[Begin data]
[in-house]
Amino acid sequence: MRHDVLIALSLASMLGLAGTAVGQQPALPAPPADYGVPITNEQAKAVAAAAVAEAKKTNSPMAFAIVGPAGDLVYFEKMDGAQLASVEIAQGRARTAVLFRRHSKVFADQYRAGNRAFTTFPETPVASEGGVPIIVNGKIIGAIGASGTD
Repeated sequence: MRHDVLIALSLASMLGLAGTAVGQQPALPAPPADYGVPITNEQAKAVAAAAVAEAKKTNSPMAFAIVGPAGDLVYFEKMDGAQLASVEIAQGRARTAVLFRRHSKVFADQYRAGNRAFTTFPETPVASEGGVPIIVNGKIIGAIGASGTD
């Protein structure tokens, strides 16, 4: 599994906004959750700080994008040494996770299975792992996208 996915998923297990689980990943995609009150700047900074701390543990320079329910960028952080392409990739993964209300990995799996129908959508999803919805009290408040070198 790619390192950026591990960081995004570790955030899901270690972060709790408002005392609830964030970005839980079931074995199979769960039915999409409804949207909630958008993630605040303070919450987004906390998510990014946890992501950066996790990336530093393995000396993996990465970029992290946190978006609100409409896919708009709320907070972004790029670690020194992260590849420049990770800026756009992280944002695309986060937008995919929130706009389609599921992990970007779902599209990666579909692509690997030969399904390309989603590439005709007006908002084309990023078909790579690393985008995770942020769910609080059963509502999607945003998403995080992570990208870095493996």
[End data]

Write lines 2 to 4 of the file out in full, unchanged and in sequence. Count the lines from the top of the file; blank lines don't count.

Amino acid sequence: MRHDVLIALSLASMLGLAGTAVGQQPALPAPPADYGVPITNEQAKAVAAAAVAEAKKTNSPMAFAIVGPAGDLVYFEKMDGAQLASVEIAQGRARTAVLFRRHSKVFADQYRAGNRAFTTFPETPVASEGGVPIIVNGKIIGAIGASGTD
Repeated sequence: MRHDVLIALSLASMLGLAGTAVGQQPALPAPPADYGVPITNEQAKAVAAAAVAEAKKTNSPMAFAIVGPAGDLVYFEKMDGAQLASVEIAQGRARTAVLFRRHSKVFADQYRAGNRAFTTFPETPVASEGGVPIIVNGKIIGAIGASGTD
């Protein structure tokens, strides 16, 4: 599994906004959750700080994008040494996770299975792992996208 996915998923297990689980990943995609009150700047900074701390543990320079329910960028952080392409990739993964209300990995799996129908959508999803919805009290408040070198 790619390192950026591990960081995004570790955030899901270690972060709790408002005392609830964030970005839980079931074995199979769960039915999409409804949207909630958008993630605040303070919450987004906390998510990014946890992501950066996790990336530093393995000396993996990465970029992290946190978006609100409409896919708009709320907070972004790029670690020194992260590849420049990770800026756009992280944002695309986060937008995919929130706009389609599921992990970007779902599209990666579909692509690997030969399904390309989603590439005709007006908002084309990023078909790579690393985008995770942020769910609080059963509502999607945003998403995080992570990208870095493996």